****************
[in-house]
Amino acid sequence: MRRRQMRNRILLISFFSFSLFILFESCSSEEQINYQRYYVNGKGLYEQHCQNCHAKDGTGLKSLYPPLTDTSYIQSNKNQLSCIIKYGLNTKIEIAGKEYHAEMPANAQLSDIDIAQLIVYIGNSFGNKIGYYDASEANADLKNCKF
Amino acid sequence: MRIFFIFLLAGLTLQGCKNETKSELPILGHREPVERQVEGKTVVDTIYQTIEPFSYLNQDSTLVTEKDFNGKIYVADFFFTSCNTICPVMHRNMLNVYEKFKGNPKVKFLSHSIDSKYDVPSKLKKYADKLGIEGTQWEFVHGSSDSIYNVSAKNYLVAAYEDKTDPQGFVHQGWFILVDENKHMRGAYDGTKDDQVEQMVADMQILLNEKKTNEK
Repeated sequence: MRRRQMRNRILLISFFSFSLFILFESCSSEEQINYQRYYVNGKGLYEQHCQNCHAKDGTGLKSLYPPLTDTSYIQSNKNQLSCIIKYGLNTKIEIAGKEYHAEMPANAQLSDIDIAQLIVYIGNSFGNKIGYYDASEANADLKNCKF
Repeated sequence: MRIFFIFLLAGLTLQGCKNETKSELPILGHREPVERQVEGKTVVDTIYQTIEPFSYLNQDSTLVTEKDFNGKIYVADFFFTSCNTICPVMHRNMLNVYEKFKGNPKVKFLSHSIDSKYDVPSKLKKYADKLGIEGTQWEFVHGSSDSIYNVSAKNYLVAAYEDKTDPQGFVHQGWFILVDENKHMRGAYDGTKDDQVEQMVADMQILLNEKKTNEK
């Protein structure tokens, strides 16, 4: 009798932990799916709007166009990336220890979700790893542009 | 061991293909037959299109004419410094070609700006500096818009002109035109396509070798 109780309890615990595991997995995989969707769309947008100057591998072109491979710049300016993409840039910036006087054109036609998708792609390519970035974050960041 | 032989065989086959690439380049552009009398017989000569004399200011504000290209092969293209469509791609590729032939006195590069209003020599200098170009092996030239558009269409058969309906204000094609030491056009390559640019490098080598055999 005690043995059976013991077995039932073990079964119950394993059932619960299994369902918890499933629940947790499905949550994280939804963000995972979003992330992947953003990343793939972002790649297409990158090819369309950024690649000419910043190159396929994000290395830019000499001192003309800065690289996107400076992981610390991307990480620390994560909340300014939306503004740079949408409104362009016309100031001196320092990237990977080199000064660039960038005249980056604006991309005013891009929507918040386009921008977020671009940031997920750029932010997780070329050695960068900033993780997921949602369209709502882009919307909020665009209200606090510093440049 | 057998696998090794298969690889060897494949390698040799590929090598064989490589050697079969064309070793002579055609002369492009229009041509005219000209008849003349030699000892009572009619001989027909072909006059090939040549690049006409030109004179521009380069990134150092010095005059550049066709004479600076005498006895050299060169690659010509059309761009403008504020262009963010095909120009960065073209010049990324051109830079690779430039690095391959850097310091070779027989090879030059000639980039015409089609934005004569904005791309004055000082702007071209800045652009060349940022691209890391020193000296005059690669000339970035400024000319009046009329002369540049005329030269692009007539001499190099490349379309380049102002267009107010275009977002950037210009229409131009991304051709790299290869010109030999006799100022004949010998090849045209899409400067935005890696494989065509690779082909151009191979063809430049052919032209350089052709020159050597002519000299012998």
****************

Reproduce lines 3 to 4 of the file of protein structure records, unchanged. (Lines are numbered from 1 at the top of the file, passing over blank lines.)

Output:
Amino acid sequence: MRIFFIFLLAGLTLQGCKNETKSELPILGHREPVERQVEGKTVVDTIYQTIEPFSYLNQDSTLVTEKDFNGKIYVADFFFTSCNTICPVMHRNMLNVYEKFKGNPKVKFLSHSIDSKYDVPSKLKKYADKLGIEGTQWEFVHGSSDSIYNVSAKNYLVAAYEDKTDPQGFVHQGWFILVDENKHMRGAYDGTKDDQVEQMVADMQILLNEKKTNEK
Repeated sequence: MRRRQMRNRILLISFFSFSLFILFESCSSEEQINYQRYYVNGKGLYEQHCQNCHAKDGTGLKSLYPPLTDTSYIQSNKNQLSCIIKYGLNTKIEIAGKEYHAEMPANAQLSDIDIAQLIVYIGNSFGNKIGYYDASEANADLKNCKF